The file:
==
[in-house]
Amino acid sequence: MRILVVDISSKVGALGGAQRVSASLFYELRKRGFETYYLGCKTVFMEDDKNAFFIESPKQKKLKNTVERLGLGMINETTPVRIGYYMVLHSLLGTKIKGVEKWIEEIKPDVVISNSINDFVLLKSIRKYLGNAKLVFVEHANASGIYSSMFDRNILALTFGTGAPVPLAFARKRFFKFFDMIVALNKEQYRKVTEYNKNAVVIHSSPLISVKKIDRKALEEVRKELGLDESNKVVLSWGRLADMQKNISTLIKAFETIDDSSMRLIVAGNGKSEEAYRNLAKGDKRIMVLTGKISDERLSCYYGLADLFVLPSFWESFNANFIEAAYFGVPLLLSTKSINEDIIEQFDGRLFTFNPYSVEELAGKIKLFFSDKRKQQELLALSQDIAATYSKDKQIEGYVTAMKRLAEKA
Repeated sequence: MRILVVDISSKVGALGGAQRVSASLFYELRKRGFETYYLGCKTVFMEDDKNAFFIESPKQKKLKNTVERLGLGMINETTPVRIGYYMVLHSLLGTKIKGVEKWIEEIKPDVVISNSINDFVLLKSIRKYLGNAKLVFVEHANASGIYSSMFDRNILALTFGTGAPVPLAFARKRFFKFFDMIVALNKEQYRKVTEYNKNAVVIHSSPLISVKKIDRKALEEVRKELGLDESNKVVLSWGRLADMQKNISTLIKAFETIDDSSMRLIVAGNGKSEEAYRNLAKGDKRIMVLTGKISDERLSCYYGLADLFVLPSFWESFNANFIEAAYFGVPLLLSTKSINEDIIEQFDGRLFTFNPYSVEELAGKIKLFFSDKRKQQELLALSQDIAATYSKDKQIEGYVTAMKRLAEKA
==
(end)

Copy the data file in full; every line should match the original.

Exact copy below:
[in-house]
Amino acid sequence: MRILVVDISSKVGALGGAQRVSASLFYELRKRGFETYYLGCKTVFMEDDKNAFFIESPKQKKLKNTVERLGLGMINETTPVRIGYYMVLHSLLGTKIKGVEKWIEEIKPDVVISNSINDFVLLKSIRKYLGNAKLVFVEHANASGIYSSMFDRNILALTFGTGAPVPLAFARKRFFKFFDMIVALNKEQYRKVTEYNKNAVVIHSSPLISVKKIDRKALEEVRKELGLDESNKVVLSWGRLADMQKNISTLIKAFETIDDSSMRLIVAGNGKSEEAYRNLAKGDKRIMVLTGKISDERLSCYYGLADLFVLPSFWESFNANFIEAAYFGVPLLLSTKSINEDIIEQFDGRLFTFNPYSVEELAGKIKLFFSDKRKQQELLALSQDIAATYSKDKQIEGYVTAMKRLAEKA
Repeated sequence: MRILVVDISSKVGALGGAQRVSASLFYELRKRGFETYYLGCKTVFMEDDKNAFFIESPKQKKLKNTVERLGLGMINETTPVRIGYYMVLHSLLGTKIKGVEKWIEEIKPDVVISNSINDFVLLKSIRKYLGNAKLVFVEHANASGIYSSMFDRNILALTFGTGAPVPLAFARKRFFKFFDMIVALNKEQYRKVTEYNKNAVVIHSSPLISVKKIDRKALEEVRKELGLDESNKVVLSWGRLADMQKNISTLIKAFETIDDSSMRLIVAGNGKSEEAYRNLAKGDKRIMVLTGKISDERLSCYYGLADLFVLPSFWESFNANFIEAAYFGVPLLLSTKSINEDIIEQFDGRLFTFNPYSVEELAGKIKLFFSDKRKQQELLALSQDIAATYSKDKQIEGYVTAMKRLAEKA